Durham School of Architectural Engineering and Construction


Date of this Version

Summer 7-19-2012


A DISSERTATION Presented to the Faculty of The Graduate College at the University of Nebraska In Partial Fulfillment of Requirements For the Degree of Doctor of Philosophy, Major: Engineering (Construction), Under the Supervision of Professor George Morcous. Lincoln, Nebraska: August, 2012

Copyright (c) 2012 Yaohua Deng


In this dissertation, a new Prestressed Concrete-Steel Composite (PCSC) girder system is introduced. The PCSC girder is composed of a lightweight W-shape steel section with shear studs on its top and bottom flanges to achieve composite action with the pretensioned concrete bottom flange and the cast-in-place concrete deck. The PCSC girder is lightweight, economical, durable and easy to fabricate. To prove its feasibility and potential, this study is to investigate design and fabrication issues associated with the PCSC girder. A service design procedure is proposed using Age-adjusted Elasticity Modulus Method (AEMM) to evaluate the time-dependent stresses and strains in the PCSC girder due to creep and shrinkage effects of concrete and relaxation of strands. The strength design method, as a rational approach replacing the current working stress method, is proposed for the design of PCSC girders at prestress release, to assist engineers to accomplish economic design and production of PCSC girders. Finite Element Analysis (FEA) of PCSC girders at prestress release is performed to understand stress distributions and the transfer of the prestressing force from the strands to the composite section and investigate the influence of stud distribution on the stresses in the concrete bottom flange. A PCSC girder specimen was successfully fabricated and instrumented in the structural lab following the proposed fabrication procedure. Design using AEMM and FEA were validated against the strain profiles at different sections, concrete surface strains and camber at mid-span. Flexural and shear tests were conducted to evaluate the flexural and shear capacities of the fabricated specimen. The crack moment, ultimate moment and ultimate shear obtained in tests satisfy the demand of bridge girders and well predicted using design calculations.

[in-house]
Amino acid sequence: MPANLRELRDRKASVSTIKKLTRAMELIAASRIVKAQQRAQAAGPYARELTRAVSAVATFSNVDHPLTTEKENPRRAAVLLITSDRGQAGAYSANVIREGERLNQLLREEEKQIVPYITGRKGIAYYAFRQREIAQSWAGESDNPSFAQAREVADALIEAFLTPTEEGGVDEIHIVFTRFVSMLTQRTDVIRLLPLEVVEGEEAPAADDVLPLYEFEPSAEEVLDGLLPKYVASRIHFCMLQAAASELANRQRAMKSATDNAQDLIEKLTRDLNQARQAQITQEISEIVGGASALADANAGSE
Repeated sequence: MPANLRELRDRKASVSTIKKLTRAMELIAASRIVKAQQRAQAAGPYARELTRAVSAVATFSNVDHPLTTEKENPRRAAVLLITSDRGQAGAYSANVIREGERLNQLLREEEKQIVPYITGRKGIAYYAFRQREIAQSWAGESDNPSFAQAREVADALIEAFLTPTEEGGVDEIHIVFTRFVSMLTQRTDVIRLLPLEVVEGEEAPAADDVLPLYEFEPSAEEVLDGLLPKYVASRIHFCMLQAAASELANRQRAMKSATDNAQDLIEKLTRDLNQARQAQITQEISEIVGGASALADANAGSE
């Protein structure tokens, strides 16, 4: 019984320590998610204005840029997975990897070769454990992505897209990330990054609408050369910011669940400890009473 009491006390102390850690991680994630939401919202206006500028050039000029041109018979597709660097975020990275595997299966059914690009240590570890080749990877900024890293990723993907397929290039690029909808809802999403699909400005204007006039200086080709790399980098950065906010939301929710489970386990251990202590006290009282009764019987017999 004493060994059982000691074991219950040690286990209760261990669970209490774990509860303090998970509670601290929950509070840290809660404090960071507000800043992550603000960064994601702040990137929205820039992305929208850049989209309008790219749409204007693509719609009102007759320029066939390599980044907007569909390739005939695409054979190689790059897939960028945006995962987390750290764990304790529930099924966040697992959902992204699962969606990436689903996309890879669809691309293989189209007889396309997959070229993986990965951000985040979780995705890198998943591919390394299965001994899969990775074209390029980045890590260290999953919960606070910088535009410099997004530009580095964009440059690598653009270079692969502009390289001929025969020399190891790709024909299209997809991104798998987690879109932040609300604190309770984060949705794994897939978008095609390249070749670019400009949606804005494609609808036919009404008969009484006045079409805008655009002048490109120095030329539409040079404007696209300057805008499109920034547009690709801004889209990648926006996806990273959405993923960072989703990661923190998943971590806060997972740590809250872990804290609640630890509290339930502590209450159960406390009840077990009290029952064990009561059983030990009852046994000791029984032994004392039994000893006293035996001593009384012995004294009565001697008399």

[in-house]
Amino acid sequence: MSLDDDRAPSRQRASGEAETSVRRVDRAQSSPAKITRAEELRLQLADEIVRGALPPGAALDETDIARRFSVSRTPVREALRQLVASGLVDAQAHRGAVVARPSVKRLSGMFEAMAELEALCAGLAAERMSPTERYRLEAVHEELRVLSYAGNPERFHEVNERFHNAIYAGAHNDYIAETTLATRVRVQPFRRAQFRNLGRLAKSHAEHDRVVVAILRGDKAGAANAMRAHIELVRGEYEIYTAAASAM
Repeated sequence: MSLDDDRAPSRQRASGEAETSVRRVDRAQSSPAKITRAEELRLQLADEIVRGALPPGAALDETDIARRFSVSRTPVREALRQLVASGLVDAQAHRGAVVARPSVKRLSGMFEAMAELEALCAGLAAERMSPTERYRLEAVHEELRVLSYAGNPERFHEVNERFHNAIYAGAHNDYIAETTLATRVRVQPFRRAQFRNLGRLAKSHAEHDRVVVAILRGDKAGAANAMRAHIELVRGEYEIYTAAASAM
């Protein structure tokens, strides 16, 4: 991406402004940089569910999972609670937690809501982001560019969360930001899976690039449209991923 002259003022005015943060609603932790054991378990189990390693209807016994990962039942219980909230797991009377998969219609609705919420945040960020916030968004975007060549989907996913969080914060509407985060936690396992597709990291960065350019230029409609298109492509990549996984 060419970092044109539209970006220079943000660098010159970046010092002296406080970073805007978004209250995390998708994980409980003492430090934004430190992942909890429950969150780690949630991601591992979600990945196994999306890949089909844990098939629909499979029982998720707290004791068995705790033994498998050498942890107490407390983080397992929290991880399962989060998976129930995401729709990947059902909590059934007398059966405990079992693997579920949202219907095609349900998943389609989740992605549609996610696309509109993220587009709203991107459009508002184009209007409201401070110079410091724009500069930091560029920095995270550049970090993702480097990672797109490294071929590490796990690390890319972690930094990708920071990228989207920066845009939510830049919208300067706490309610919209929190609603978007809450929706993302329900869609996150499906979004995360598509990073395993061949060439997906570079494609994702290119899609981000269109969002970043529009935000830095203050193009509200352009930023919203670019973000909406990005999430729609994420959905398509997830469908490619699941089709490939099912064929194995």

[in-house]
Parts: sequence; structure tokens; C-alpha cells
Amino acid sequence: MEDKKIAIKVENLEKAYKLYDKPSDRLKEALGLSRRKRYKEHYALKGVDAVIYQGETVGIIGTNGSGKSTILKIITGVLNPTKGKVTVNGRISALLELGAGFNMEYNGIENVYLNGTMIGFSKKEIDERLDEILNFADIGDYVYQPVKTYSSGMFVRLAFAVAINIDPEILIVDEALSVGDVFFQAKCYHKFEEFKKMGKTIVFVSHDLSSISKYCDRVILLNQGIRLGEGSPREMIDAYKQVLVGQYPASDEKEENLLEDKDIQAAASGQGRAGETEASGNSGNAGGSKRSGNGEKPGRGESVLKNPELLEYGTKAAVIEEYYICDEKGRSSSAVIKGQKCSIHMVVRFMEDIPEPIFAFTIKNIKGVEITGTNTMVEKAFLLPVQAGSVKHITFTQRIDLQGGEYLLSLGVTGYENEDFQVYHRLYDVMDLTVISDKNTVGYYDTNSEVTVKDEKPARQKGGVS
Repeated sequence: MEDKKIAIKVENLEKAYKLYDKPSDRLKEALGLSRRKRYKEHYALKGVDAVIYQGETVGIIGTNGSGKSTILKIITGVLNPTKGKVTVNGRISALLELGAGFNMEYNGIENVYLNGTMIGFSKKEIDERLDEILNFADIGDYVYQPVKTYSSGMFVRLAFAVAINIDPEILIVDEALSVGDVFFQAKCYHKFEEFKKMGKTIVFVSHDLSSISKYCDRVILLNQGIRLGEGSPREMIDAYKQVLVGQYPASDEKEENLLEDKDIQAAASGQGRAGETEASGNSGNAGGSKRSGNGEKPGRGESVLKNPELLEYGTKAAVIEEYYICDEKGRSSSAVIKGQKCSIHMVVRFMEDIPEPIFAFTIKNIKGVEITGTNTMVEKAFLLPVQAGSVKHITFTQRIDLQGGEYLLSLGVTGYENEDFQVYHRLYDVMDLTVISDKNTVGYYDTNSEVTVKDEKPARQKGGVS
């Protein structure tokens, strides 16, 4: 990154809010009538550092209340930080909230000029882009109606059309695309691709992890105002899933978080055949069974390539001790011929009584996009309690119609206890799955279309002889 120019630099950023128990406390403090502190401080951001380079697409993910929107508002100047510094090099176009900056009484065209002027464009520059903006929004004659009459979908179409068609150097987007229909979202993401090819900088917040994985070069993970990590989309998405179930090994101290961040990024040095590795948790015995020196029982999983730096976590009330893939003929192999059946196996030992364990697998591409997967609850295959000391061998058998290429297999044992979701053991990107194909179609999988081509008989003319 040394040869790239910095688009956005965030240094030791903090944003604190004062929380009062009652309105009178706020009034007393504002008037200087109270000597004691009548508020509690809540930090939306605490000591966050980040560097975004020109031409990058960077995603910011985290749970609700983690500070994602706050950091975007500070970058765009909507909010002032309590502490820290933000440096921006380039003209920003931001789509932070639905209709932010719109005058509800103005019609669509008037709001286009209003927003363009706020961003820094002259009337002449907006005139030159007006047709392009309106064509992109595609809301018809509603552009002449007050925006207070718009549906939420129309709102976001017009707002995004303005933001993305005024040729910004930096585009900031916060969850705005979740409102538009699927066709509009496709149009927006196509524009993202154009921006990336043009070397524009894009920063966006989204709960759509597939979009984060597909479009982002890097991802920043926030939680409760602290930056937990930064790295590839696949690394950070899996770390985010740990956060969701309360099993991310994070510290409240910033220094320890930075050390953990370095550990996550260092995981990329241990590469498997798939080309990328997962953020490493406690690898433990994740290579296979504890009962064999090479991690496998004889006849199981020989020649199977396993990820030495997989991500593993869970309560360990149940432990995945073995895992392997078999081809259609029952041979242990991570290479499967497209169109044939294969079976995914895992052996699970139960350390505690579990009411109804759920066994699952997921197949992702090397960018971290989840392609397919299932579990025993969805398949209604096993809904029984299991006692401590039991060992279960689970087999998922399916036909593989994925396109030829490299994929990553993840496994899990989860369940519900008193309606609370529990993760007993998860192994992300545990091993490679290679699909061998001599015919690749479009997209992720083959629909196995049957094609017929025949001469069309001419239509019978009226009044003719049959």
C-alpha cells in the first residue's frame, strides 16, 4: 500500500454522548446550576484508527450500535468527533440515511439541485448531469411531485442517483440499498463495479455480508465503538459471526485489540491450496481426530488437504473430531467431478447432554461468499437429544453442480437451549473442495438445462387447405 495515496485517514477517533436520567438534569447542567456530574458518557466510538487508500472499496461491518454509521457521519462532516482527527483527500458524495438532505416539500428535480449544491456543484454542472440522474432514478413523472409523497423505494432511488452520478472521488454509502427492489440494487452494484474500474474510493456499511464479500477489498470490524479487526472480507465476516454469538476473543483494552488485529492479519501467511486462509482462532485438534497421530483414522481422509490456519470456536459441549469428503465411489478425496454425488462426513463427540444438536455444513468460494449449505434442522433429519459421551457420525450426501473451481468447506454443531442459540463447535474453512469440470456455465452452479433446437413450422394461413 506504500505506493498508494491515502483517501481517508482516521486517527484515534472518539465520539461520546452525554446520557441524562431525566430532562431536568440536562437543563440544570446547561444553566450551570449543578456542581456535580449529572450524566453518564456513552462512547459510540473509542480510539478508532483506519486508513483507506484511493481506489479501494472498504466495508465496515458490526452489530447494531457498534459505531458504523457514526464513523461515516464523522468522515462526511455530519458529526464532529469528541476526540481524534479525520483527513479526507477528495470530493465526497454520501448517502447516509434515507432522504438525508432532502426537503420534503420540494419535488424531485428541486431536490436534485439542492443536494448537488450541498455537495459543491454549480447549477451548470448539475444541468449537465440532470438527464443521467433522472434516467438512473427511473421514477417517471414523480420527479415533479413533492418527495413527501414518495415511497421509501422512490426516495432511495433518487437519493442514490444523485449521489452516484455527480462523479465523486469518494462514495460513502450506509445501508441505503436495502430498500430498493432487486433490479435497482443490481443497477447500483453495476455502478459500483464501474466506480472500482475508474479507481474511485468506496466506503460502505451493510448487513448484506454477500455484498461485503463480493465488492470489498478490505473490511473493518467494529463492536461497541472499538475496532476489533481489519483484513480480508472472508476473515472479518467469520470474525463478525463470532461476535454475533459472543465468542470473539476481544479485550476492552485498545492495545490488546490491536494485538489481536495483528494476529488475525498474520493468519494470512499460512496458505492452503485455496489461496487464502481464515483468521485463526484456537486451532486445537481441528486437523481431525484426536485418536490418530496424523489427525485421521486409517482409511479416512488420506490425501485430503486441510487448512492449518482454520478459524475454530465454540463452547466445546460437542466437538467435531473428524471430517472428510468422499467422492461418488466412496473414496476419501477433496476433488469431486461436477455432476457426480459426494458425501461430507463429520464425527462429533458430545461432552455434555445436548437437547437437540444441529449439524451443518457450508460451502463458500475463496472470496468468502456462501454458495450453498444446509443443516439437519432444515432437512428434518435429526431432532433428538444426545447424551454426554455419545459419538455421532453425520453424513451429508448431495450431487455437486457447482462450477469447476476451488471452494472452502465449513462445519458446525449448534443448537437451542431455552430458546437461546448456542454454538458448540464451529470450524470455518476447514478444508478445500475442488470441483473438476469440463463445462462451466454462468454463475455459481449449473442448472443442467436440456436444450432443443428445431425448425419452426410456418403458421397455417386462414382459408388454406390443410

Adviser: George Morcous